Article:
I decided to make creme caramel, something I am fairly surprised I haven’t attempted before. I went for the ginger infused variety, and the one large variety rather than individual ones, just FYI. If you haven’t done it yourself (ie you are the only other person in the universe who hasn’t), you first make the caramel and put it into a tin/dish where it sets hard, hard like toffee-hard. Custard is then poured over the top, a long slow bake till it’s jelly-like in consistency, and then you pop the whole thing in the fridge. For days. At least one, but preferably more. And somehow, miracle of miracles, the toffee turns back into a sauce! In the fridge! This just seemed so counter-intuitive I had to find out the why. Down the internet rabbit hole I went. And here follows the results of my investigations into the science of caramel.
What is it?
Caramel is sugar. Simple. There might be other Fakey-McFake Face versions, but suck it up, people: caramel is sugar and that is why it is delicious. Caramel can have other things added – often protein like milk, cream, butter (which may, just quietly, enhance it’s deliciousness), and of course salt for the ubiquitous salted caramel. But at it’s heart it is sugar.
Heat causes sugar (sucrose) to break down into its component sugars, glucose and fructose. Then they break down into other molecules that react with one another to create hundreds of new compounds, such as bitter-tasting phenols, fruity-smelling esters, and others that taste buttery, sour, nutty, and malty.
The caramelisation process starts around 160 deg, when the sugar melts into clear molten sugar. Around 175 deg the color changes to light straw or pale caramel brown. It’s at around here that you can make spun sugar and those cool brittle strands you see on a croquembouche, for example. Around 180 deg it goes a medium brown and will still be hard. When we head toward 190 deg it gets very dark and will cool to a softer, stickier texture. This is the point at which things like cream are often stirred in. 195 deg is where the caramel continues to darken quickly and at 210 deg it’s known as black caramel or baker’s caramel, a less sweet and more bitter-tasting browning agent used to colour a heap of things including soft drinks.
There are two types of caramel: wet and dry. Dry caramel is made purely with sugar… spread it across the bottom of a pan and heat until it liquefies and browns. This requires careful attention, as the sugar tends to darken quickly (this can be verified by me. See *) and less evenly.
Wet caramel involves mixing the sugar with a bit of water. The water dissolves and distributes the sugar to promote even browning. Because the water boils off as the sugar caramelizes, the wet method also prolongs the total time that the sugar is heated, allowing more complex flavors to develop. And since the sugar browns more slowly, it’s easier to create a light or medium caramel instead of a dark brown one. However wet caramel is more prone (proner?) to crystallisation, which is why recipes often tell you to keep basting the edges of the pan with a damp brush. And also to minimise stirring, as the edges of the pan and a stirring implement is where crystals often form and they will multiply quickly.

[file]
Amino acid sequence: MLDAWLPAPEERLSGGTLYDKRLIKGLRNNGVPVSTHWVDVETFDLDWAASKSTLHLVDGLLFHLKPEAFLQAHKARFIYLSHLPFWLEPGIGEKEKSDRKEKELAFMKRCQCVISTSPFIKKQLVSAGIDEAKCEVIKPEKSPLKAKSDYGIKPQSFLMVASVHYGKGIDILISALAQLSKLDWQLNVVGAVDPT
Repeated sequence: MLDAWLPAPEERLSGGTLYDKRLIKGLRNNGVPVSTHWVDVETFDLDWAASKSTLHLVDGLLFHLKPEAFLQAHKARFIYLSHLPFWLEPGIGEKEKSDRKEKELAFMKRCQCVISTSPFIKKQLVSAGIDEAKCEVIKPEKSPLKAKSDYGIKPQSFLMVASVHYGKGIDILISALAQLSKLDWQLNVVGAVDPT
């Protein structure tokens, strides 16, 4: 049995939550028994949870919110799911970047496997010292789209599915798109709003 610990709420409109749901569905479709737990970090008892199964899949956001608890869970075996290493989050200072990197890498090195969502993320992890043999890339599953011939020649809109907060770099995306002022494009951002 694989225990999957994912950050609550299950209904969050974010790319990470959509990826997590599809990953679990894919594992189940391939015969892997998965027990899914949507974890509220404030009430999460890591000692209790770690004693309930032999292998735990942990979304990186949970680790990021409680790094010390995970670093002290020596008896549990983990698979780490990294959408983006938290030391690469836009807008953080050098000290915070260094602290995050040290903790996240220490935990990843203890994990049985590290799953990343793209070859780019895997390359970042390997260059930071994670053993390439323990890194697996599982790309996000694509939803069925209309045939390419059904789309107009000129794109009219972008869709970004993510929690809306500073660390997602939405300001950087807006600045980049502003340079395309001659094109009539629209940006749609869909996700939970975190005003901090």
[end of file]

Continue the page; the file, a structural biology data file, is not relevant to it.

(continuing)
Sugar, or sucrose, has no smell and a simple taste-sweet-but when heated, it melts and darkens, developing complex aromas and flavors that taste decreasingly sweet and increasingly toasty.
Caramel can range from being light (and sweet) to darker (and verging on bitter). Personally, I am a big fan of taking it to the edge – getting it as dark as I can without burning it*.
*This predilection has resulted in many pans of burnt sugar being scraped in the sink. MANY.
The fun facts.
Nearly forgot to explain why the caramel ‘melts’ in the fridge when you are making creme caramel… it is because sugar is hydrolitic. It absorbs moisture from the things around it – in this case the custard. So it turns into that delicious runny amazingness that runs all over the dish when you invert it. Cool, huh?
It’s not really a rant, more an observation and a bit of a sigh. All the quitting sugar (and in fact any demonisation of one ingredient or food group) saddens me. We should all just eat a wide range of things, and cook a lot more food ourselves, and the world would be a better healthier place. Focusing on one thing as the cause of obesity or the demon that is ruining our lives deflects from what I see as the big issue: when we eat processed food or food that has been prepared somewhere else by someone else, we have no idea what is going into our bodies.
My food hero, Michael Pollan, said there is a single change we could make that would exponentially improve our health. And that one thing is… (drum roll) cook your own food. I guarantee this would reduce the amount of sugar, fat, salt, goopy preservatives and mysterious chemicals going into our temples (bodies).
Even if we baked and ate our own biscuits every single day we would not be taking in nearly as much sugar as we do drinking a bottle of soft drink.
Cook your own food. Everything in moderation. Rant over 🙂
Remember, as (rest his soul) Anthony Bourdain once said: